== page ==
pursue together before the plane landed at their destination.
To help the passengers, Mr. Webb served as their pilot for the fight. He came over the
loudspeaker and asked each passenger think carefully about how they would answer this fundamental
question: What makes a city cool? Then, putting the plane on autopilot, he went back to the passenger
cabin and asked each in round robin fashion to introduce themselves and give their response. Below are
the thoughtful and inspiring responses of the students:
% Kids Activities
% Buildings
% Skyscrapers
% Colors
% More playgrounds and more
cars
% People transportation
% Engineering
% Architecture
% Technology
% Architecture
% Amusement parks
% Educating children
% Water parks
% Communications
% Good economy
% Good government
% Main Attraction
% Mayor
% Nice Appearance
% Job Opportunities
% People make the city cool
% The Diversity of People
% Eco friendly materials
% History of the city
% Events and National
Landmarks
% Events for all age groups
% Great City Council
% Uniqueness
% Entertainment
% Clean areas
% Designs of the Buildings
% Environment around us
% Attractions in the City
% Environment
% Handicapped Access and Help
for the Handicapped
% High Speed Internet
% Low Unemployment Rates
% All the different people that
you meet make the city cool
% Recreational Activities
% Schools
% Education
% Cool Communities
% Cleanliness of our river
% Culture of the city
% Art, murals and paintings
% Trees
% Science behind city is built
infrastructure
% How many successful people
are in the city
% Different service opportunities
% Being Green and Better
Healthcare
% New Ideas
% Transportation
% Having as many people as
possible off of the streets
% Less pollution
% Gm Building
% Jobs
% Diversity
% Friendship and Equality
% Involvement in the
Community
% Whatever you think is cool is
cool
% Animals
% Nature
% Money
% Athletes
% Lawyers
% New technology
% New Inventions
% People
% Workers
% Environmental Activity
% Good Economy
% Clean environment
% Good Healthcare
% Medical Advancements
% Less Pollution
% Lakes and Rivers
% Beeches and Hang out Spots
% Safeness of the Environment
% Schools
% Houses
% Air Transportation
% Walkability
% Solar power
% Making Equipment
% History and Culture
% Global Learning
% Diverse Economy and Sparkly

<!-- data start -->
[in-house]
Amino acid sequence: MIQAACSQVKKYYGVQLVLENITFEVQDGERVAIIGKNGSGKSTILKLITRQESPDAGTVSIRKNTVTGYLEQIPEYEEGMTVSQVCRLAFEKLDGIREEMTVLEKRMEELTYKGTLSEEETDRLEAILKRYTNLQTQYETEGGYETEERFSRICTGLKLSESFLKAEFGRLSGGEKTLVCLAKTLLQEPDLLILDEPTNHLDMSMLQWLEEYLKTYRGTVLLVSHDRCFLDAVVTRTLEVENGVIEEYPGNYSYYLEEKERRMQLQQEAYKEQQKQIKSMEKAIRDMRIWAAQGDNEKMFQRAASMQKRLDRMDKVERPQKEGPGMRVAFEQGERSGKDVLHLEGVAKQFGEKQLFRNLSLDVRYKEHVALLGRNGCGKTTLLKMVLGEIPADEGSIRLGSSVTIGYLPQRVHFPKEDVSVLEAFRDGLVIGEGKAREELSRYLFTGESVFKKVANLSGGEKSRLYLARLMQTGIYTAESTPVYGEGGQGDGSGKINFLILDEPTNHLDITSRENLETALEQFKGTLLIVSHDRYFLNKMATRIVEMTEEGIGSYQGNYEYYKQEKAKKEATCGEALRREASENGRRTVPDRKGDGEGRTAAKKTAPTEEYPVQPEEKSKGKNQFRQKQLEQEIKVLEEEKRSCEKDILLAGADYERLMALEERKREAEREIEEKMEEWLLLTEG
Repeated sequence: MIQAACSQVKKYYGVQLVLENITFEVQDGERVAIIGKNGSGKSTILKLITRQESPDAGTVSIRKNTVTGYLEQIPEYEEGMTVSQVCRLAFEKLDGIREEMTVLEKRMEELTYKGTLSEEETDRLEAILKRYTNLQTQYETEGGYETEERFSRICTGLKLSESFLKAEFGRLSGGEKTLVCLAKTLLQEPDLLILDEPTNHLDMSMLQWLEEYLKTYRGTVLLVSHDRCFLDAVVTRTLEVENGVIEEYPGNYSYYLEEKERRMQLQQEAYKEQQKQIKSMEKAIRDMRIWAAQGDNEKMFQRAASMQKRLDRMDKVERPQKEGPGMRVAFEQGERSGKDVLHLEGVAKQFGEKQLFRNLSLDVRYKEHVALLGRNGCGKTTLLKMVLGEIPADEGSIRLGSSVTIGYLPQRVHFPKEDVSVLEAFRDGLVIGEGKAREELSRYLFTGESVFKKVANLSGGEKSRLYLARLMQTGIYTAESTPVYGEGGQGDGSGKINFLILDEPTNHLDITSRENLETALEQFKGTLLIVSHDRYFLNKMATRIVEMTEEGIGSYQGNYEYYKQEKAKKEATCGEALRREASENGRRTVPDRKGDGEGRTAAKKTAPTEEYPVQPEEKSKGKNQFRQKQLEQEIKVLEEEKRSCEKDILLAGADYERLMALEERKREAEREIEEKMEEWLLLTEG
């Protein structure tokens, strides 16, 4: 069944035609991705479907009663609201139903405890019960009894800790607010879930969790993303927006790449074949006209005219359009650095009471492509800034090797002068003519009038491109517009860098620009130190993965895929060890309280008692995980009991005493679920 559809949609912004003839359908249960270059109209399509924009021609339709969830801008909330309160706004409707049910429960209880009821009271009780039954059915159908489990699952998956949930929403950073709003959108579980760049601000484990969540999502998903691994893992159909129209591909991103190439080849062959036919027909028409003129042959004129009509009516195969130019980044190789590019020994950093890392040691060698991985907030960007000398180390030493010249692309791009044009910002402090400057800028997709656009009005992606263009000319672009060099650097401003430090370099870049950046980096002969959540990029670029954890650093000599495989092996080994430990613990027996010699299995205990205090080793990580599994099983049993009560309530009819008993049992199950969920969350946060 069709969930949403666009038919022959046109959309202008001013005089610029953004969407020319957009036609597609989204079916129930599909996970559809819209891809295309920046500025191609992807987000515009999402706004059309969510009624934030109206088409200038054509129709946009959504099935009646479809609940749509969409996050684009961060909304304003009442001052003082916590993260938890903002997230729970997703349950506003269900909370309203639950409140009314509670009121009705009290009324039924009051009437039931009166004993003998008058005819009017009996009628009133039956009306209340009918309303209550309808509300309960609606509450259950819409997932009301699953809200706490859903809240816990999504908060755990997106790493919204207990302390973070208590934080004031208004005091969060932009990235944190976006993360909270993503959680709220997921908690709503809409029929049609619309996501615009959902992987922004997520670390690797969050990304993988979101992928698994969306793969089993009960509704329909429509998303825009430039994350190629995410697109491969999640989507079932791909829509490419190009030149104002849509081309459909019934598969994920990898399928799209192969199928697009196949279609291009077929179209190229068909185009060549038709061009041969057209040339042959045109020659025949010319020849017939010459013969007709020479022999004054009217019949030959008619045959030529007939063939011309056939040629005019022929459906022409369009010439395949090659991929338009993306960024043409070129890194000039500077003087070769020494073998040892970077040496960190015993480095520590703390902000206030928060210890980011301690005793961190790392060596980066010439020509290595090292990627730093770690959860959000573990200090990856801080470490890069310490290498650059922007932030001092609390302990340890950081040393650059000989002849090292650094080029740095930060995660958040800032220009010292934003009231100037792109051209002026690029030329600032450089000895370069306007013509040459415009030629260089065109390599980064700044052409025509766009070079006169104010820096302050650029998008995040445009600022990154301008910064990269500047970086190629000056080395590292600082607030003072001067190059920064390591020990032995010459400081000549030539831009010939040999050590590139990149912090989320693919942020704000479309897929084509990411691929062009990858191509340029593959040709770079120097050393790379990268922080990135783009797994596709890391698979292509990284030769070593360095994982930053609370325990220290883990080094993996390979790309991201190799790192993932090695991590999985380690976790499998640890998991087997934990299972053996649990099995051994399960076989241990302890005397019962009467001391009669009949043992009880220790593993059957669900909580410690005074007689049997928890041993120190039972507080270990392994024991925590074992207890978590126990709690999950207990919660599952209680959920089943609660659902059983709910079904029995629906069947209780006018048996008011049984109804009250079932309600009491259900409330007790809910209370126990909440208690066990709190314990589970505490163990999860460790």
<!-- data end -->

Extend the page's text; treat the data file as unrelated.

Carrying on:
Architecture
% Solar Panels
% Good Mayor
% Jobs
% Clean and Safe Area
% Advanced, High Tech Schools
and Colleges
% Available Medical Treatment
and Affordable/Accessible
Stand Up. Step Up. Speak Up. Detroit Made. PAGE 11
We captured on posters all of these ideas from
our passengers and now came the time for them
to pick their top ones to begin the hard work of
prioritizing the many into the few that would
then be the focus of their efforts for the rest of the
plane trip.
Prioritizing the WHAT
Question, Our Youth
Symposium Students in Action
Customary to past symposia process, we gave
each student a set of 12 dots. The instructions to
each of the students was simple: Get up and go
to all of the posters in the room, read what you
have listed and then put your dots on the ones
you like the most. The students were free to put
all of the dots on one item if they wished but they
only had 12 dots that represented their votes to
prioritize the ideas presented. This would be the
frst of three democratic moments of voting in
which the students would evaluate their ideas in
order to arrive at their fnal recommended action
items to envision their Future Detroit. Before
everyone started to vote, we reminded them that
the mission was to address the What Question
that had been in their symposium abstract:
If you were 30 years old working and living in
Detroit, what would be your vision to live and
work happily there?
It is diffcult to capture in words the energy
and excitement that everyone experienced as the
students began to the voting process. To convey
this in perhaps a manner that is refective of the
impact of todays world, we have capture in both
a short and long version the students on video.
Please visit www.esdinstitute.net/FutureDetroit to
view this incredible undertaking by the students.
Joining a Workgroup: Matching
the What & How Questions
to fnd Sustainable Solutions
Just before the voting began, we asked our
students to count off for purposes of assignment
them to our four workgroups. Most of the students
had sat together by schools and this method mixed
the students so that we could maximize their
opportunity to learn from each other and practice
the essence of collaborative learning.
We reminded the students that once their
voting had been accomplished, they would
have a lunch break and then they would go to
their workgroup rooms knowing what were the
priorities of the entire student body. Armed with
this information the students in their respective
workgroups would then tackle the hardest part of
the symposium by trying to answer following the
How Question:
If you were a future leader of Detroit, how
would you accomplish your vision of Detroit?
PAGE 12 ESD Institue Future Detroit Symposium www.esdinstitute.net/FutureDetroit
WORKGROUP SESSION
NARRATIVES
Workgroup I Session Narrative
Spy students in Detroit. Sound like fantasy? Not
to a group of middle schoolers who gathered on
a Saturday in the dead of Winter to talk about
what they want their future to look like in the
City of Detroit. These students made it clear that
they have lots of ideas to share and they want to
be personally involved in making exciting things
happen in their City.
This workgroup focused on entertainment/
art and crime. Students shared more of what they
envision in these areas and then discussed how
they would accomplish it.
BRAINSTORMING
On the heels of Eminems Chrysler ad, the
groups ideas focused a lot on how to get
celebrities to come back and help the City,
particularly by discovering and encouraging local
talent. The idea getting the most support was to
have a group of celebrities sponsor competitions.
The focus was not on an American Idol type